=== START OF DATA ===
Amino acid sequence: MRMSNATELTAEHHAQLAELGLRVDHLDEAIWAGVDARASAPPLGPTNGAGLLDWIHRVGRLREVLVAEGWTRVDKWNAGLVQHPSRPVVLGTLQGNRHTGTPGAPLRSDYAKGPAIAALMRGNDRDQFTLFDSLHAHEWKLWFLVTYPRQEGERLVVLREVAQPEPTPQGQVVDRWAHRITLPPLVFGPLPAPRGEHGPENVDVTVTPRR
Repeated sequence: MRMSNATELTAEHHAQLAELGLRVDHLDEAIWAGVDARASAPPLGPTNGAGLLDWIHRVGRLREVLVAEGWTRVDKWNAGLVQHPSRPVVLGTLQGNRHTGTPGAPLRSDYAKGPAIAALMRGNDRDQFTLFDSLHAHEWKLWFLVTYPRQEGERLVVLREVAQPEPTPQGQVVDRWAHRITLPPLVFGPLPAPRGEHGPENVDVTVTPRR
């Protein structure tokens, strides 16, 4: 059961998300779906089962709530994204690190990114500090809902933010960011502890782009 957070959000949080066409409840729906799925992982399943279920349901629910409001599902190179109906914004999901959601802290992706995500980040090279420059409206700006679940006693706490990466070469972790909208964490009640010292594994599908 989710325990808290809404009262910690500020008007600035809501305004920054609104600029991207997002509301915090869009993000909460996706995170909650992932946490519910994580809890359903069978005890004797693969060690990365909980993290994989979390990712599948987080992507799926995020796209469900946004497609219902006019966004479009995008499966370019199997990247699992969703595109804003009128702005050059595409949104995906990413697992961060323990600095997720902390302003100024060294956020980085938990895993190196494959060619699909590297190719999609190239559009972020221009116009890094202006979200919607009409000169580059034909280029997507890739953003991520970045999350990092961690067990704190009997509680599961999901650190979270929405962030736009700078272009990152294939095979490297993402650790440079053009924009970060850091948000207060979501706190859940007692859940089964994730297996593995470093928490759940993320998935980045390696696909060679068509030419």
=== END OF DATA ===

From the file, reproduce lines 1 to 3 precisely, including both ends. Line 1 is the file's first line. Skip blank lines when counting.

Amino acid sequence: MRMSNATELTAEHHAQLAELGLRVDHLDEAIWAGVDARASAPPLGPTNGAGLLDWIHRVGRLREVLVAEGWTRVDKWNAGLVQHPSRPVVLGTLQGNRHTGTPGAPLRSDYAKGPAIAALMRGNDRDQFTLFDSLHAHEWKLWFLVTYPRQEGERLVVLREVAQPEPTPQGQVVDRWAHRITLPPLVFGPLPAPRGEHGPENVDVTVTPRR
Repeated sequence: MRMSNATELTAEHHAQLAELGLRVDHLDEAIWAGVDARASAPPLGPTNGAGLLDWIHRVGRLREVLVAEGWTRVDKWNAGLVQHPSRPVVLGTLQGNRHTGTPGAPLRSDYAKGPAIAALMRGNDRDQFTLFDSLHAHEWKLWFLVTYPRQEGERLVVLREVAQPEPTPQGQVVDRWAHRITLPPLVFGPLPAPRGEHGPENVDVTVTPRR
């Protein structure tokens, strides 16, 4: 059961998300779906089962709530994204690190990114500090809902933010960011502890782009 957070959000949080066409409840729906799925992982399943279920349901629910409001599902190179109906914004999901959601802290992706995500980040090279420059409206700006679940006693706490990466070469972790909208964490009640010292594994599908 989710325990808290809404009262910690500020008007600035809501305004920054609104600029991207997002509301915090869009993000909460996706995170909650992932946490519910994580809890359903069978005890004797693969060690990365909980993290994989979390990712599948987080992507799926995020796209469900946004497609219902006019966004479009995008499966370019199997990247699992969703595109804003009128702005050059595409949104995906990413697992961060323990600095997720902390302003100024060294956020980085938990895993190196494959060619699909590297190719999609190239559009972020221009116009890094202006979200919607009409000169580059034909280029997507890739953003991520970045999350990092961690067990704190009997509680599961999901650190979270929405962030736009700078272009990152294939095979490297993402650790440079053009924009970060850091948000207060979501706190859940007692859940089964994730297996593995470093928490759940993320998935980045390696696909060679068509030419």